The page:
The TSS first visited Ireland (Eire as it was then known) in 1954, many members going by plane (‘a novel form of transport’) to Dublin where they visited St Vincent’s Hospital, Dr Steven’s Hospital (now no longer a hospital), the Mater Misericordiae (‘The Mater’ – Dublin’s largest hospital) and the Meath Hospital. Founded in 1834, St Vincent’s was the first hospital in the British Isles to be run and staffed by women, the Irish Sisters of Charity who refused Florence Nightingale’s request to nurse there. Of the £70,000 it cost annually, £5,000 came from the Sweepstake Fund. A National Insurance patient cost the hospital £8-10s a week, the Government contributing £5-12s. Here an operating list (including Mr O’Connell’s 48th mitral valvotomy – a mitral stenosis patient cost the hospital £12 a week), was followed by what was held to be a fine lunch at the Guinness Brewery. Dr Steven’s Hospital (founded in 1720) appeared in a poor state of repair, though Abraham Colles worked here for 40 years. Charnley’s hip operation was discussed and demonstrated by Mr Chance and Mr Cherry.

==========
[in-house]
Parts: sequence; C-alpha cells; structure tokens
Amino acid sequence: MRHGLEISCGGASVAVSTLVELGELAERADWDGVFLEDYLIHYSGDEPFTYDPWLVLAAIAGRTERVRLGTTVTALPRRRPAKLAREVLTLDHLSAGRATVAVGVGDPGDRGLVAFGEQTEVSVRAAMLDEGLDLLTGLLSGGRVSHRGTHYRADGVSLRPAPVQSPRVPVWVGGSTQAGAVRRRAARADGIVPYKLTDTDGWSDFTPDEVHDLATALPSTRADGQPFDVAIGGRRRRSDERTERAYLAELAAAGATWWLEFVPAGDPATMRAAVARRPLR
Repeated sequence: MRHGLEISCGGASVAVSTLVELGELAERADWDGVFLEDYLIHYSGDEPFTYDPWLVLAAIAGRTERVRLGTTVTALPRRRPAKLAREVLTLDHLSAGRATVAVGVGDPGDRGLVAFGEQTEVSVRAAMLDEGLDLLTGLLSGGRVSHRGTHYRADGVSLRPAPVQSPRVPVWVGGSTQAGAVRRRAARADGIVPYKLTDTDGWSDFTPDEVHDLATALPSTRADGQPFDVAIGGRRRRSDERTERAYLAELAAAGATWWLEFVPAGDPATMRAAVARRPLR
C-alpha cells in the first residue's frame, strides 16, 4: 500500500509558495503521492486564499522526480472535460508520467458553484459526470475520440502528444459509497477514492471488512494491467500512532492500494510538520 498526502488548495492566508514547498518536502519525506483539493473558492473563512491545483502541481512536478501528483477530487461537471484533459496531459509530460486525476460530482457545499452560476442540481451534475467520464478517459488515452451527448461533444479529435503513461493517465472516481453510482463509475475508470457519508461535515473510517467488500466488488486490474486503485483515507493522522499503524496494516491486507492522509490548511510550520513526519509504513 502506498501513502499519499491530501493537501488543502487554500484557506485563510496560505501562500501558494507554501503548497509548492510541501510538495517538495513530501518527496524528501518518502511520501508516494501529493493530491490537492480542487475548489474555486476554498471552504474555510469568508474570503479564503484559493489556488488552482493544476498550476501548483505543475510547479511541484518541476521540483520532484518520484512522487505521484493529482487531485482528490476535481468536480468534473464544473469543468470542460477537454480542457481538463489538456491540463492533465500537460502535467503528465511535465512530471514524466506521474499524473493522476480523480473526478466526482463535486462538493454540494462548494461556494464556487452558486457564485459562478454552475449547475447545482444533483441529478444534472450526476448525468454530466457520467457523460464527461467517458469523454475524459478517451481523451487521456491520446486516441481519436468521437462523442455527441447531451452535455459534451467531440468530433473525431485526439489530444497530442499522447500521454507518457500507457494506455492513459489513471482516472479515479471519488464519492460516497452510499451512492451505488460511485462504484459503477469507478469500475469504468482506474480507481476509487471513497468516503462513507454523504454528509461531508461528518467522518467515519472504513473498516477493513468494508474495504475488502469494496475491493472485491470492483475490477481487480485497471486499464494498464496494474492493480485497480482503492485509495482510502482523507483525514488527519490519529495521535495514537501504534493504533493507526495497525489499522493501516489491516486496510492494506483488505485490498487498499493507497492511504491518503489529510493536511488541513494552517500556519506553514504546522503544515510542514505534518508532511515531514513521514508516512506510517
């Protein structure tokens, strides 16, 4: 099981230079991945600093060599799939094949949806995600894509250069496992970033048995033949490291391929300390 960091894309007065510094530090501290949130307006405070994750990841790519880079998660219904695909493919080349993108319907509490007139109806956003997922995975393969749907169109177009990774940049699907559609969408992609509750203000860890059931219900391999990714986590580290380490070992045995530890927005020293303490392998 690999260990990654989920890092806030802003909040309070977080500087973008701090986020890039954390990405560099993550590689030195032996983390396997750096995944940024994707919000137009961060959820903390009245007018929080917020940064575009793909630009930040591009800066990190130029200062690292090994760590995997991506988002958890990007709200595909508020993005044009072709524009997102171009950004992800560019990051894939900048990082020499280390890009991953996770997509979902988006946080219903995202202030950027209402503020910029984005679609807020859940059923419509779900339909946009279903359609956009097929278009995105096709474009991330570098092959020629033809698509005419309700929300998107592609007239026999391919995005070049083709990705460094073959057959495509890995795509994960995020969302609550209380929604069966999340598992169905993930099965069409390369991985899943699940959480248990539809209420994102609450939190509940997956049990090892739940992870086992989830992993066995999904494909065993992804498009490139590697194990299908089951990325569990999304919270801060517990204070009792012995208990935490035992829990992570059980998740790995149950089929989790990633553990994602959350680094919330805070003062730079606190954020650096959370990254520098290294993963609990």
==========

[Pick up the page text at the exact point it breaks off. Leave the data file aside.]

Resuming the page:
The Mater Misericordiae Hospital had been founded in 1861 by the Sisters of Mercy, some of whom had trained in the Hotel Dieu in Paris, and there are now Mercy Hospitals throughout the world. Received by Professor Barniville in 1954, the surgical group watched operations by Messrs Butler, O’Malley, Corcoran, O’Sullivan and Byrnes. Members learnt at the Meath Hospital that it was the only hospital in Ireland to have an English surgeon, Professor Kilner attending twice a year to do plastic procedures. Mr Lane advised members that during the 19th century this hospital was staffed by some of the most distinguished consultants in Europe, including Graves, Stokes and Cheyne.  Mr Lane himself had invented a number of instruments and apparatus, and a brass model was viewed of a bed for shaking stones out of the renal pelvis. In Dublin three members were elected to the Society: Fred Hanna, Brian Truscott and Sinclair Irwin.  Following this visit, the group headed north to Belfast from Dublin by train.